to be updated over time) also defines the versions and arguments
       that are considered valid. The repertoire of this string is any
       number of characters (e.g., any Unicode character); however,
       registrations SHOULD stick to US-ASCII-based strings unless there
       is a compelling reason to do otherwise.

     processor-ver: An identifier for the version of the processor
       identified in the processor parameter. If conveyed, this value
       cannot be empty. If not conveyed, the author does not express any
       intent regarding a particular version to be used. This parameter
       has no meaning if it is conveyed without a sibling processor

       For purposes of this specification, the version is a string; the
       set of valid strings are registered and updated as a part of the
       processor registration. A version "2.0" does not necessarily
       imply that version 2.0 of an executable should be used instead of
       2.0.1, 2.1, or even 3.0. If the processor has a way to be invoked
       "as if" it is a different version (e.g., version 3.0 of a

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       processor can process some content "as if" it were 2.0), then the
       receiver is free to use that invocation method. Updates to
       processor registrations SHOULD only add new versions when those
       new versions have a material difference on the interpretation of
       the Markdown content. If a processor has a version 2014.10 and a
       version 2014.11, for example, but 2014.11 only provides security
       updates, then the processor registration SHOULD NOT have a
       separate registration for the 2014.11 version.

       The repertoire of this string is any number of characters (e.g.,
       any Unicode character); however, registrations SHOULD stick to
       US-ASCII-based strings unless there is a compelling reason to do

     processor-args: A string conforming to a subset of the POSIX Shell
       Command Language in Volume 3, Chapter 2 of [POSIX.1-2008] for
       arguments that are to be passed in an invocation to the
       processor. The format of this parameter also has a facility to
       reference resources by URI. [[TODO: Put in a separate section?
       [[Section X]] discusses the details of this parameter.]]

       If conveyed but empty, the author's intent is to turn off any
       optional arguments that the receiver would typically pass to the
       processor. If not conveyed, the author does not express any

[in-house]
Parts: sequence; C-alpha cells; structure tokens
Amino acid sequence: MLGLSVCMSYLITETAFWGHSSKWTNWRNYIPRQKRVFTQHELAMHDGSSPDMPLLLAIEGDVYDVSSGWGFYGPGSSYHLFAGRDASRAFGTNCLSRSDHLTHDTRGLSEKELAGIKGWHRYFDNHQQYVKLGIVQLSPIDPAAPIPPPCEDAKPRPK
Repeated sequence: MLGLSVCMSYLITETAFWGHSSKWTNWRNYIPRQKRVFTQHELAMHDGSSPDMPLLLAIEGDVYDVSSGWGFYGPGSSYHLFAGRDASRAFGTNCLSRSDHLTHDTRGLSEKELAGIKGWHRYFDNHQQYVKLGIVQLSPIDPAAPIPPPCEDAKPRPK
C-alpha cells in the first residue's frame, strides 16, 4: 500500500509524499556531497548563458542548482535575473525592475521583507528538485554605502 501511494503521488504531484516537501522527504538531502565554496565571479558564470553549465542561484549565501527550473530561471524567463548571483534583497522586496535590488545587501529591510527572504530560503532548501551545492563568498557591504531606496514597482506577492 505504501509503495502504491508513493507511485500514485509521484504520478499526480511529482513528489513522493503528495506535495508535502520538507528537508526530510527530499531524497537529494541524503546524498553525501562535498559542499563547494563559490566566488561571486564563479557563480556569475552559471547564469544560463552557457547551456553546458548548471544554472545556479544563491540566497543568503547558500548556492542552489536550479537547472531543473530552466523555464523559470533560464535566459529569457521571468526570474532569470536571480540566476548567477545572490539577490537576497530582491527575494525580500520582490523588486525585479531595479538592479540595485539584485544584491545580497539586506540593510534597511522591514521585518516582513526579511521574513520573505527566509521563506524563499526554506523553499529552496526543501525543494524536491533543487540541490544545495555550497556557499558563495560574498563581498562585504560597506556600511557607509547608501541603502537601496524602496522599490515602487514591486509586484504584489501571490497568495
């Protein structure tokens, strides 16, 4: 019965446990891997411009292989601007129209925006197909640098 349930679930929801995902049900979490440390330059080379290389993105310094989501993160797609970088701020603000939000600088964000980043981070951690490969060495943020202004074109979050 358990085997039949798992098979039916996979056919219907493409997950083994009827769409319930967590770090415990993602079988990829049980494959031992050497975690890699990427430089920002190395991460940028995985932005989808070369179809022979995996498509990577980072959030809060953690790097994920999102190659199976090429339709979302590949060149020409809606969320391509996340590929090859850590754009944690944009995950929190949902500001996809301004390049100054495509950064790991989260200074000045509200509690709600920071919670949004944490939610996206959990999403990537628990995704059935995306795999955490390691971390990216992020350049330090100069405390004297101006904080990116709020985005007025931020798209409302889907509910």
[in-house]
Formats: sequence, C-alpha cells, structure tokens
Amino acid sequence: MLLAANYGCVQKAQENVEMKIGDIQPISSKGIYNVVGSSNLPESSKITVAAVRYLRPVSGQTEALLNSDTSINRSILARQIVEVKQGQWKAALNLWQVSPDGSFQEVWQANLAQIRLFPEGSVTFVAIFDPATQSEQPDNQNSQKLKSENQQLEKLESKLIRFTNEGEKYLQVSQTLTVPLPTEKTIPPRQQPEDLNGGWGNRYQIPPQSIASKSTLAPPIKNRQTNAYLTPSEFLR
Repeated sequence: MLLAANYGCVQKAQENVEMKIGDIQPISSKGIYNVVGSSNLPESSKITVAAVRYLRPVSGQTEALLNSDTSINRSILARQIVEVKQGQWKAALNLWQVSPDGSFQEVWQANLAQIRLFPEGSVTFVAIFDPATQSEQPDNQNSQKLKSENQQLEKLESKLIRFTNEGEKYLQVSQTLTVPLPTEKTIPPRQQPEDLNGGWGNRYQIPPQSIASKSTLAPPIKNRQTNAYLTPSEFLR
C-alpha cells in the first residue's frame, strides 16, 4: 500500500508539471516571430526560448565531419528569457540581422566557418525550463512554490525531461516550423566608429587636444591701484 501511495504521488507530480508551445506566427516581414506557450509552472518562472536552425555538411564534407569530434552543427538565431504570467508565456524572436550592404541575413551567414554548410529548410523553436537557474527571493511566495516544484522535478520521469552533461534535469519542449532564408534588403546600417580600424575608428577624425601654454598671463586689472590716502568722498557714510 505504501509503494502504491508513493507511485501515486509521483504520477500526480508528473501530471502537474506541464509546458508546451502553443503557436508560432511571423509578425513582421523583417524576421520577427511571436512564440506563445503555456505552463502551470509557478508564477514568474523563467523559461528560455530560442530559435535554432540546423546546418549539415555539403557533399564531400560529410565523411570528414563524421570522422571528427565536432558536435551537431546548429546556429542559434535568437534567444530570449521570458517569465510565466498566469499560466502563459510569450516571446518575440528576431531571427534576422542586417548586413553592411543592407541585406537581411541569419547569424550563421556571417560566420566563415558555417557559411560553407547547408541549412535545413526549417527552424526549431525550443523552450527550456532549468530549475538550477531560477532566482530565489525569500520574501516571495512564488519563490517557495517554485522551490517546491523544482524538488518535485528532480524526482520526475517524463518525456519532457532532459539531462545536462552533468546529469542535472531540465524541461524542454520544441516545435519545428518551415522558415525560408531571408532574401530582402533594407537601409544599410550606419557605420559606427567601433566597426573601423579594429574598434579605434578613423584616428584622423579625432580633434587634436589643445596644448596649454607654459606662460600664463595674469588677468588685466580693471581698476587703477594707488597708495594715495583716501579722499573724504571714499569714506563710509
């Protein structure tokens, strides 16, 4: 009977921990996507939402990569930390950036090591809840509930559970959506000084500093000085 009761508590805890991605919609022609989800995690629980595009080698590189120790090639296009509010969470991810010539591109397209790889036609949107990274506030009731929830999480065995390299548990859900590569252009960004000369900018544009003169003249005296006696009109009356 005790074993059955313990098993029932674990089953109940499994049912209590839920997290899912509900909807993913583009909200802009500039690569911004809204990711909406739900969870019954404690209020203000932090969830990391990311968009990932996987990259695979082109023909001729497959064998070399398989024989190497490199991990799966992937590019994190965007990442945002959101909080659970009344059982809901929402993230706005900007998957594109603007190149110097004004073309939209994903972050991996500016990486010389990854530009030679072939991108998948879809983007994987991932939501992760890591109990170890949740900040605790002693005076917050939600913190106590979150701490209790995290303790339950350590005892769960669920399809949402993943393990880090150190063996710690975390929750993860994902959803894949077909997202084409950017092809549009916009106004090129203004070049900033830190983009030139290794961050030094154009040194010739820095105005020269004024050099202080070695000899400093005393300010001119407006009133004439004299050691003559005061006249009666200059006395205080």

intent regarding particular arguments to be used. This parameter
       has no meaning if it is conveyed without a sibling processor

       If conveyed and not empty, the string MUST be parseable to the
       <cmd_suffix> item in Volume 3, Section 2.10.2 of [POSIX.1-2008]
       with accommodations for embedded URIs as specified below;
       however, <io_redirect> items MUST NOT appear. Effectively, the
       string is a sequence of <WORD> tokens. The string MUST NOT
       contain any sequences that would cause any shell processing other
       than newline and quote removal. For example, the string MUST NOT
       contain redirects, pipelines, or comments. Section 2.6 Word
       Expansions (Section 2.6.7 Quote Removal notwithstanding) are
       right out!

       A processor-args string MUST NOT include arguments regarding the
       input content or the output markup. For example, if a processor
       normally reads Markdown input using the arguments "-i filename"
       or "< filename" (i.e., from standard input), those arguments MUST
       be omitted. A processor-args string MUST NOT include arguments
       that have no bearing on the output, such as arguments that
       control verbosity of the processor (-v) or that cause side-
       effects (such as writing diagnostic messages to some other file).
       Of course, if warnings or errors are signaled within the output,

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       arguments enabling that output MAY be used.

       Some authors may wish to combine inputs from multiple resources.
       For security reasons, file references MUST NOT be included in
       processor-args. Instead, references to resources are encoded in
       strictly-conforming URIs [RFC3986] delimited with angle brackets
       <>, which MUST NOT be escaped according to [POSIX.1-2008] (i.e.,
       the brackets cannot be escaped with preceding backslash
       characters). A receiver may retrieve the resource specified by
       the URI, and then pass it to the processor in an appropriate way,
       such as via a temporary file. The intent of this option is to
       provide a means to include additional data that might accompany
       the Markdown content, for example, using cid: or mid: URLs
       [RFC2392] in the context of MIME messages.

       Prior to invoking a Markdown processor, the preprocess routine
       MUST first analyze the processor-args string for URIs. Depending
       on privacy and security considerations, the routine either
       dereferences the URIs--retrieving the contents--or rejects the
       string. The URIs (including <> delimiters) shall then be replaced
       with appropriate, complete file paths or descriptors, and the
       resulting string shall be checked for conformance with a sequence
       of arguments as defined by the POSIX Shell Command Language in
       Volume 3, Chapter 2 of [POSIX.1-2008].

       Not all processors are literally invoked from an operating
       system's command facility; some may be invoked from within
       another process as a library call. In such cases, the processor
       SHOULD be invoked in such a way to communicate the semantics of